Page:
There are all sorts of things to find on Twitter – beyond the promoted posts and click bait. There are lots of writing prompts to help you improve your writing. One of those is 200 Word Tuesdays. Each month there’s a theme (or two) and you write a story to fit said theme, but use only 200 words. It’s not nearly as easy as it sounds.

I don’t generally think of myself as a short story writer, but given how the novel thing is coming along, I probably shouldn’t rule anything out.

So, I tried! And succeeded! Read Beautful Armor here and follow on Twitter at @200WordTuesdays (and the fabulous person behind it all @ReeDwithaBee).

The Inspiration Well

I’m very glad I opted not to participate in NaNo this month.

I thought I had a very good plot outline going, then I looked it over and decided I didn’t. I was making some tweaks to it and got stuck, distracted, overwhelmed and uninspired. Among other things. And now, it’s the 17th and I’ve written exactly 0 words. Is there a badge for that?

It doesn’t really bother me in the sense that I wasn’t planning on participating (officially anyway). It does bother me that I’ve been unable to find the right way to fix what’s wrong. I know exactly what’s wrong but can’t find the words or ideas to make it work. And I planned on writing this month and it’s half over and I’ve accomplished nothing, save for irritating myself seeing how little I’ve done.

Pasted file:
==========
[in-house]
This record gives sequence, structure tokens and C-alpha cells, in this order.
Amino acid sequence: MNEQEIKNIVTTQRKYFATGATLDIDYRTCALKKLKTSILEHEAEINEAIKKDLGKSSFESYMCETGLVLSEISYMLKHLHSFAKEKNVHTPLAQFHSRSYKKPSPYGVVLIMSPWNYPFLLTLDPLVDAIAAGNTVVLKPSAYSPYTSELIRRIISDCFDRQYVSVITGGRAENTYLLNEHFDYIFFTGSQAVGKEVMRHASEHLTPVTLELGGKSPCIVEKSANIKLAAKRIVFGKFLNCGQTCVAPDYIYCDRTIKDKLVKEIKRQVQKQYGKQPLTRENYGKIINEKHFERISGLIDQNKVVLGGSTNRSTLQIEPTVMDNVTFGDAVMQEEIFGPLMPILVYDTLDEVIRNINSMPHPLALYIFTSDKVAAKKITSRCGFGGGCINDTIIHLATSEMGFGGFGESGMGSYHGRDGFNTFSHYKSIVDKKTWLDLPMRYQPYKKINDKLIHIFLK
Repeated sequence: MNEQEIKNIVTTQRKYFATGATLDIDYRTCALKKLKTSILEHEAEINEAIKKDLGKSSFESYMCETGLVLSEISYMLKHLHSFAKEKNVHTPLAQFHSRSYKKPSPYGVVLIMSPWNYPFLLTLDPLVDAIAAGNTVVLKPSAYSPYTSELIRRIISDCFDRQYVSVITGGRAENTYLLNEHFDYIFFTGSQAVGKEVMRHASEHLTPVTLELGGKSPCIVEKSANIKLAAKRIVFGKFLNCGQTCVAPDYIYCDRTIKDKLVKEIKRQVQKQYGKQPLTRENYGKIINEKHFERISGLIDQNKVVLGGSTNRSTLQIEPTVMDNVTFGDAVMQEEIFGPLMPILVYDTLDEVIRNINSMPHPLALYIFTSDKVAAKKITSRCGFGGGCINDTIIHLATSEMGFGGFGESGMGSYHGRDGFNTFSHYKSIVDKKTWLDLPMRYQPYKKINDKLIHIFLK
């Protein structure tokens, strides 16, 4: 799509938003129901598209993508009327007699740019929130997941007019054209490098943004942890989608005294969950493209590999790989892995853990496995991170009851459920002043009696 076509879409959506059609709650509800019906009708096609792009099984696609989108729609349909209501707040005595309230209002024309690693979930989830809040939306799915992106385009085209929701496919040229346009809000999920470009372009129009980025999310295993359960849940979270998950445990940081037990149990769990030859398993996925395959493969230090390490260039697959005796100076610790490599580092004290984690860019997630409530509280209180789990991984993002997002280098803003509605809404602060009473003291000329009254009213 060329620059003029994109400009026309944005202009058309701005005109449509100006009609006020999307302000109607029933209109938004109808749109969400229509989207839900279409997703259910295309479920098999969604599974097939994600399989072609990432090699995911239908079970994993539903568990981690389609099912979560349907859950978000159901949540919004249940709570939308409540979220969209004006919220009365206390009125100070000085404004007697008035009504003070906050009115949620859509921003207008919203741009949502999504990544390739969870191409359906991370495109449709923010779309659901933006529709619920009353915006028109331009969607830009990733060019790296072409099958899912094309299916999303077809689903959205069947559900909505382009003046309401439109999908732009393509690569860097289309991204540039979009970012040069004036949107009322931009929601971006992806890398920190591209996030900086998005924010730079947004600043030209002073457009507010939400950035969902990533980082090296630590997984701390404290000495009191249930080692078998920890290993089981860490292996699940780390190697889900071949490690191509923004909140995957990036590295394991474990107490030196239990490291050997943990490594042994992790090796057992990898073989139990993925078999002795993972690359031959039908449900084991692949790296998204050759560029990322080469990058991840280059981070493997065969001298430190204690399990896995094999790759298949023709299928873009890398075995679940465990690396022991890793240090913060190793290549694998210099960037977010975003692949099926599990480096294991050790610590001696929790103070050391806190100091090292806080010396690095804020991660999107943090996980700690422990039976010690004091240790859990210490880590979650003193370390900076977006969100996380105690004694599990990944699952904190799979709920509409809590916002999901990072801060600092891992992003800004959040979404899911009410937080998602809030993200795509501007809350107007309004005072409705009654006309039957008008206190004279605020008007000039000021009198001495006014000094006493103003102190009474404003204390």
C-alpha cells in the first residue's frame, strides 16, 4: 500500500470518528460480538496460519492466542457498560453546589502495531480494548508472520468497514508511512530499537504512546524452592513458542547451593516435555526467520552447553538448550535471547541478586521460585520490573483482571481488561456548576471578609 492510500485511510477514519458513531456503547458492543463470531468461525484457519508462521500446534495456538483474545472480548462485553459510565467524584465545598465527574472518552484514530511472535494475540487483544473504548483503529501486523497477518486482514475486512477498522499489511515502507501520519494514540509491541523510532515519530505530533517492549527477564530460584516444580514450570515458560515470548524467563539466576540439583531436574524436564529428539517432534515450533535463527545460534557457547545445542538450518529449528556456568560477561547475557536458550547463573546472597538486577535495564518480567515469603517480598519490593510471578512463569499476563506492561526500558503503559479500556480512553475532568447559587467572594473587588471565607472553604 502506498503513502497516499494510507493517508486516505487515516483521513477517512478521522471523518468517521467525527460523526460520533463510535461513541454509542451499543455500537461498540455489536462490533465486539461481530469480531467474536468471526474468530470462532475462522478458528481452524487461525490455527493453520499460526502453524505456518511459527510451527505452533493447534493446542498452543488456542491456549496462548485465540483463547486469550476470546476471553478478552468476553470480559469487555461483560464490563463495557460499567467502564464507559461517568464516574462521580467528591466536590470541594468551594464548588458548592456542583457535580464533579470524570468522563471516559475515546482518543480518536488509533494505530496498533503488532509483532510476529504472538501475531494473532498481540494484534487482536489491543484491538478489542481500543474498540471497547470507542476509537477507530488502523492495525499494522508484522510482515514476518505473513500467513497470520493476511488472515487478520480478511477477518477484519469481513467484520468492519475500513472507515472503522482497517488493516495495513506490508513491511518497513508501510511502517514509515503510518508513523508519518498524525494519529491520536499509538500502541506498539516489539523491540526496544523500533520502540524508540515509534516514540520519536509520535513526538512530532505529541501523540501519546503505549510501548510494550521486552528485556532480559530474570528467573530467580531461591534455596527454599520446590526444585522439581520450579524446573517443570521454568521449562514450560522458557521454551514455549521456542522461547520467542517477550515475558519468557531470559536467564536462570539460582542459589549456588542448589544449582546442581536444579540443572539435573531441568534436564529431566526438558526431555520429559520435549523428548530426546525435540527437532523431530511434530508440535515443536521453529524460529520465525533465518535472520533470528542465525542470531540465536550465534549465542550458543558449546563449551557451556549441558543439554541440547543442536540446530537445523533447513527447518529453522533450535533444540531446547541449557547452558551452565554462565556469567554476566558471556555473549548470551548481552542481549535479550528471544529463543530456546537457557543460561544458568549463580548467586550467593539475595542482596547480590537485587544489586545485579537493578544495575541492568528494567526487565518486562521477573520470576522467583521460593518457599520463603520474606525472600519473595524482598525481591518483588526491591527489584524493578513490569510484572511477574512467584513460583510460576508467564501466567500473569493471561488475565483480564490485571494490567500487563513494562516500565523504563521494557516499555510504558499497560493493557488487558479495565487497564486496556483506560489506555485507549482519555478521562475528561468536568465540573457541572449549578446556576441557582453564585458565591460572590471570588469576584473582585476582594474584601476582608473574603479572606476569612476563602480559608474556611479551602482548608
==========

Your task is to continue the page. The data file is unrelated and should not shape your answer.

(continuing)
Which also doesn’t bother me, per se. I know that sometimes it takes me time to find the right idea and work it out so it makes sense. If I ever do get the hang of this writing thing, I know for certain I won’t ever be called a “prolific writer,” the kind that cranks out a book a year. Or every other year. Or every five years, I’m guessing. And I’m OK with that.

What is bothering me is the other thing that’s inspiring me right now: angry letter writing. Actually, angry email writing to be exact, but you get what I mean. There’s an issue I’m trying to deal with and it’s something I’m passionate about and if you read my last post, you probably have some idea how I feel about the whole thing.

I was sitting in the office doing what has become my afternoon ritual of listening to Pandora and beating my head against the desk, trying to figure out what the hell is wrong with my WIP when an email response finally came in to something I’ve been expecting. I waited two whole weeks for this response. That’s a long time for me to keep my mouth shut when I feel strongly about something.

I took a deep breath and a walk (and by walk I mean into the kitchen to wash the breakfast dishes with a pit stop in the laundry room to switch loads) before I responded. Fortunately (for both of us) the person I’m now dealing with seems friendly and warm and actually willing to listen to my concerns instead of hurl insults (don’t ask). But, I’m still annoyed with the foot dragging and stalling. I needed a few minutes to compose my thoughts and make sure I didn’t come off as utterly obnoxious, given “something else” has come up and now she can’t examine my stuff for another few weeks. (Side note: uh-huh. Sure, you can’t. Whatever.)